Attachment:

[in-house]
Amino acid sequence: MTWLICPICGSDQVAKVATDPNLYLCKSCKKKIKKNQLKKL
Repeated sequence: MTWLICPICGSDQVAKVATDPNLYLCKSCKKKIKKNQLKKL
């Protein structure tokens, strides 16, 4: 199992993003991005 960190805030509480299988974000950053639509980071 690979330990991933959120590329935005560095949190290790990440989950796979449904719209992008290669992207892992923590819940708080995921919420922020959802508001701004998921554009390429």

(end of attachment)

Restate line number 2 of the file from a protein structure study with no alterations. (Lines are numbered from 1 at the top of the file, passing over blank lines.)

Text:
Amino acid sequence: MTWLICPICGSDQVAKVATDPNLYLCKSCKKKIKKNQLKKL